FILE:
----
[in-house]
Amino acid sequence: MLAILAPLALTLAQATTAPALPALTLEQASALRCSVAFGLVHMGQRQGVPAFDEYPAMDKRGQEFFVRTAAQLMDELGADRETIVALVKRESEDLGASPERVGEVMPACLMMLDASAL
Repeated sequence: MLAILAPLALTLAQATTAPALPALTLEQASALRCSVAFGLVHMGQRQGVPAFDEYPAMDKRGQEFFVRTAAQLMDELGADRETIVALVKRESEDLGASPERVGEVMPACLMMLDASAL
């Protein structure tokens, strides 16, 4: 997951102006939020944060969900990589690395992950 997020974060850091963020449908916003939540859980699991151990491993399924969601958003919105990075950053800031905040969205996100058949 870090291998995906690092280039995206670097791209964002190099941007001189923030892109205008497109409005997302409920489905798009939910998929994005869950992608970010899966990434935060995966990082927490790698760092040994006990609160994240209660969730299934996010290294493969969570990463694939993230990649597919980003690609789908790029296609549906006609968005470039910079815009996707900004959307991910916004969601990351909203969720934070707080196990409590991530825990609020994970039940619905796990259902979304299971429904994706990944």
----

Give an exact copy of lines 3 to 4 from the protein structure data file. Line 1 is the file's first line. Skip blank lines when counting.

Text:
Repeated sequence: MLAILAPLALTLAQATTAPALPALTLEQASALRCSVAFGLVHMGQRQGVPAFDEYPAMDKRGQEFFVRTAAQLMDELGADRETIVALVKRESEDLGASPERVGEVMPACLMMLDASAL
């Protein structure tokens, strides 16, 4: 997951102006939020944060969900990589690395992950 997020974060850091963020449908916003939540859980699991151990491993399924969601958003919105990075950053800031905040969205996100058949 870090291998995906690092280039995206670097791209964002190099941007001189923030892109205008497109409005997302409920489905798009939910998929994005869950992608970010899966990434935060995966990082927490790698760092040994006990609160994240209660969730299934996010290294493969969570990463694939993230990649597919980003690609789908790029296609549906006609968005470039910079815009996707900004959307991910916004969601990351909203969720934070707080196990409590991530825990609020994970039940619905796990259902979304299971429904994706990944």